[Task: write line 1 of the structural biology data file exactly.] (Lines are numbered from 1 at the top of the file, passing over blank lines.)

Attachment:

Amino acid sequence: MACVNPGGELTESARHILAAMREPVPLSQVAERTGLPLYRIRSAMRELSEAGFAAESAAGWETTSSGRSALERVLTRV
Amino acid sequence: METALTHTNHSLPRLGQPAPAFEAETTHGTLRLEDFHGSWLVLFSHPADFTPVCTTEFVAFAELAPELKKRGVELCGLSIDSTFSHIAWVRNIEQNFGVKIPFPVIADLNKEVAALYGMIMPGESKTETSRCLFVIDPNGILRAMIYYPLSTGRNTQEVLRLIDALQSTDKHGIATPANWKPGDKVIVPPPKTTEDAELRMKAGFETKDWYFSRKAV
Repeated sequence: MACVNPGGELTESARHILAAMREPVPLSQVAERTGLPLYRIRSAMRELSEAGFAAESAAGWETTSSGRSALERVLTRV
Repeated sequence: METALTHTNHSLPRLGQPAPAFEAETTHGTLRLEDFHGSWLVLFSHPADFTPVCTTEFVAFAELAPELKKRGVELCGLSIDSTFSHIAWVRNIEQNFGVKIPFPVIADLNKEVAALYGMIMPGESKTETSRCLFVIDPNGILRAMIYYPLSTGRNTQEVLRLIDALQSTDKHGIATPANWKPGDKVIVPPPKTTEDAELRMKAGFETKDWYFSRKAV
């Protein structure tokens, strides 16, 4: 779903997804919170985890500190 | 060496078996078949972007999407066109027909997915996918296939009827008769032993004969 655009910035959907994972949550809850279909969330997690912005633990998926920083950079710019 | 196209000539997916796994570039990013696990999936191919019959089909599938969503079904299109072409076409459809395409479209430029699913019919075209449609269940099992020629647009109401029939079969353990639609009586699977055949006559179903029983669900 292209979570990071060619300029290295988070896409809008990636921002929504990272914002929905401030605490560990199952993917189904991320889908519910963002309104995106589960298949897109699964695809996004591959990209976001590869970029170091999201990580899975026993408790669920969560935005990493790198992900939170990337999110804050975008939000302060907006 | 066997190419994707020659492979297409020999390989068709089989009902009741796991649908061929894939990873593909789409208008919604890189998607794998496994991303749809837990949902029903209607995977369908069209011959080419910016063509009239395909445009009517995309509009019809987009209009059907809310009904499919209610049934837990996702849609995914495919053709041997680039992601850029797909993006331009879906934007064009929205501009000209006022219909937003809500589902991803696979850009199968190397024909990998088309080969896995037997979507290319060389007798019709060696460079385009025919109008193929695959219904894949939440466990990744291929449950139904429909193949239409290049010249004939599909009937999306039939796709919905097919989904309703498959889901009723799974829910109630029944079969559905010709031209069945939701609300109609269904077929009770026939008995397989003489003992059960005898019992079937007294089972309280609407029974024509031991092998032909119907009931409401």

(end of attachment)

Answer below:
Amino acid sequence: MACVNPGGELTESARHILAAMREPVPLSQVAERTGLPLYRIRSAMRELSEAGFAAESAAGWETTSSGRSALERVLTRV